Telogen Effluvium

If you’ve been dealing with a lot at work or are experiencing or recovering from a sudden illness, you may be experiencing hair loss from stress. Seeing more hair falling out with a white bulb at the root? This type of sudden hair loss or excessive shedding after a stressful event is known as telogen effluvium.

Telogen effluvium usually results in sudden hair thinning across your entire scalp, resulting in more hairs on your pillow or, in this case, in the shower. The good thing is that this type of hair loss is usually temporary. 

To learn more, our guide to stress and female hair loss has detailed causes and treatment options. 

Traction Alopecia

A fan of tight braids or buns? We hate to break it to you, but hairstyles that are tightly pulled back can cause strain on your hairline, which can damage the root and result in a type of hair loss called traction alopecia. 

And it’s not just buns and braids that do the damage. 

Tight ponytails, hair extensions and any other hair styling technique that involves pulling on your hair can cause targeted hair loss over time.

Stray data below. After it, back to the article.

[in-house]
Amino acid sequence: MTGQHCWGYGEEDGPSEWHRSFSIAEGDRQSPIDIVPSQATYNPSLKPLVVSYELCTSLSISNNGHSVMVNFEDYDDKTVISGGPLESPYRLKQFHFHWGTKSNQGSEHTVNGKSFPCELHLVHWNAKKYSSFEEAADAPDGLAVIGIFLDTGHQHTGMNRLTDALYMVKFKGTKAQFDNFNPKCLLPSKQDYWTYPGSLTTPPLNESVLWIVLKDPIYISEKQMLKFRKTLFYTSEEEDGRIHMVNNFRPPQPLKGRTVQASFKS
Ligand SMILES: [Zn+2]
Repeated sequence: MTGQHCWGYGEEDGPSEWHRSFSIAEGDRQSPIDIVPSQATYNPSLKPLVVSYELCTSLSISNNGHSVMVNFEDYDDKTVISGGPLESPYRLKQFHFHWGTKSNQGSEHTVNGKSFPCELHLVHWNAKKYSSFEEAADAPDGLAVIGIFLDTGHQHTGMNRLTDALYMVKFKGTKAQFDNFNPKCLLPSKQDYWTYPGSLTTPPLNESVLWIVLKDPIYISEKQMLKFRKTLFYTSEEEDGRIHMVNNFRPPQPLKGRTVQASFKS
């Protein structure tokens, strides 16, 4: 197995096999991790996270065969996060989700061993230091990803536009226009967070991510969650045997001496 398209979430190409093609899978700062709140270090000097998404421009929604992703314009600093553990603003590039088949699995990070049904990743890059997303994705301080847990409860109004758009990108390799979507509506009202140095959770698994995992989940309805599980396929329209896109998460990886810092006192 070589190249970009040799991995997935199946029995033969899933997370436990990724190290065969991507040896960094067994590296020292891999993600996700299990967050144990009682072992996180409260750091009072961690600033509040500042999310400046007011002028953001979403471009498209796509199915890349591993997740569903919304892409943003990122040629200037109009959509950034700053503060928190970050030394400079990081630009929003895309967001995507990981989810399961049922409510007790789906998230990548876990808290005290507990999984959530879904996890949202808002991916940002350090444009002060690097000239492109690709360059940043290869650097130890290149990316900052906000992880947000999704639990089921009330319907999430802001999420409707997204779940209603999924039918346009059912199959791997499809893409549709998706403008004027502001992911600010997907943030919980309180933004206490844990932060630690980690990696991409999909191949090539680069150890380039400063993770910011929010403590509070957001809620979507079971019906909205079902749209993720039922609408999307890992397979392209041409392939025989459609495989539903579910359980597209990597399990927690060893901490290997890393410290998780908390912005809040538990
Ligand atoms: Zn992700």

Alopecia Areata

If you’re noticing bald patches as round or oval bald spots, you may be dealing with alopecia areata. A rarer variant of alopecia areata involves the sudden onset of diffuse thinning of scalp hair.

This type of hair loss happens when the body attacks its own hair follicle.

This autoimmune disease tends to be unpredictable and can happen even if you’re in good health. It can also happen at any age (typically teens, twenties and thirties) and appears to affect all genders and races equally. 

We discuss alopecia areata and the things that cause it in our guide to hair loss in women

How to Reduce Hair Shedding

Depending on what type of hair loss or hair shedding you’re experiencing, there are options to help you get things under control. 

These hair loss treatments can help prevent certain kinds of future hair loss so you’re not haunted by your drain: